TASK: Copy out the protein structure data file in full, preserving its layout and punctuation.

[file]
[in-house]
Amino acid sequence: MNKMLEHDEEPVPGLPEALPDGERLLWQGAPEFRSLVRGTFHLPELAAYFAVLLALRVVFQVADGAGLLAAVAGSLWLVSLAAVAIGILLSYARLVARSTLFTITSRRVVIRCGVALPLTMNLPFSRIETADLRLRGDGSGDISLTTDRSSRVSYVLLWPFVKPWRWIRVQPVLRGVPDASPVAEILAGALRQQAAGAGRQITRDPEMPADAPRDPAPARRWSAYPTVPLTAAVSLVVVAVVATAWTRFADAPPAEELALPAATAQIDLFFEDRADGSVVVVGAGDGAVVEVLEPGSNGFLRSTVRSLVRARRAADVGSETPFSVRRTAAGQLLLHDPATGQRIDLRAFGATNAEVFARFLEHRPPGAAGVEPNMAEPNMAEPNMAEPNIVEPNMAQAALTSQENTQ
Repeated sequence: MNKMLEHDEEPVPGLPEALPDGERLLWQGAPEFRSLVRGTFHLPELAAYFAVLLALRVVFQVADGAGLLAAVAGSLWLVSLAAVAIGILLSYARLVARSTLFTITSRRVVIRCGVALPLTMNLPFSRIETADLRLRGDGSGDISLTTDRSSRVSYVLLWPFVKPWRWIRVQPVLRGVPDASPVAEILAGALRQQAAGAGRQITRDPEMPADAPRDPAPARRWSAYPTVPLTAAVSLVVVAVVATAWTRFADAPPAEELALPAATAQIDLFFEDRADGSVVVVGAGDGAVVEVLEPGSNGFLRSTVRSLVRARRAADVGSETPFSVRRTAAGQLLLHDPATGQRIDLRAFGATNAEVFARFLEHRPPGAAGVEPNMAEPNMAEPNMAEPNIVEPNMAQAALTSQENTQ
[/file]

[in-house]
Amino acid sequence: MNKMLEHDEEPVPGLPEALPDGERLLWQGAPEFRSLVRGTFHLPELAAYFAVLLALRVVFQVADGAGLLAAVAGSLWLVSLAAVAIGILLSYARLVARSTLFTITSRRVVIRCGVALPLTMNLPFSRIETADLRLRGDGSGDISLTTDRSSRVSYVLLWPFVKPWRWIRVQPVLRGVPDASPVAEILAGALRQQAAGAGRQITRDPEMPADAPRDPAPARRWSAYPTVPLTAAVSLVVVAVVATAWTRFADAPPAEELALPAATAQIDLFFEDRADGSVVVVGAGDGAVVEVLEPGSNGFLRSTVRSLVRARRAADVGSETPFSVRRTAAGQLLLHDPATGQRIDLRAFGATNAEVFARFLEHRPPGAAGVEPNMAEPNMAEPNMAEPNIVEPNMAQAALTSQENTQ
Repeated sequence: MNKMLEHDEEPVPGLPEALPDGERLLWQGAPEFRSLVRGTFHLPELAAYFAVLLALRVVFQVADGAGLLAAVAGSLWLVSLAAVAIGILLSYARLVARSTLFTITSRRVVIRCGVALPLTMNLPFSRIETADLRLRGDGSGDISLTTDRSSRVSYVLLWPFVKPWRWIRVQPVLRGVPDASPVAEILAGALRQQAAGAGRQITRDPEMPADAPRDPAPARRWSAYPTVPLTAAVSLVVVAVVATAWTRFADAPPAEELALPAATAQIDLFFEDRADGSVVVVGAGDGAVVEVLEPGSNGFLRSTVRSLVRARRAADVGSETPFSVRRTAAGQLLLHDPATGQRIDLRAFGATNAEVFARFLEHRPPGAAGVEPNMAEPNMAEPNMAEPNIVEPNMAQAALTSQENTQ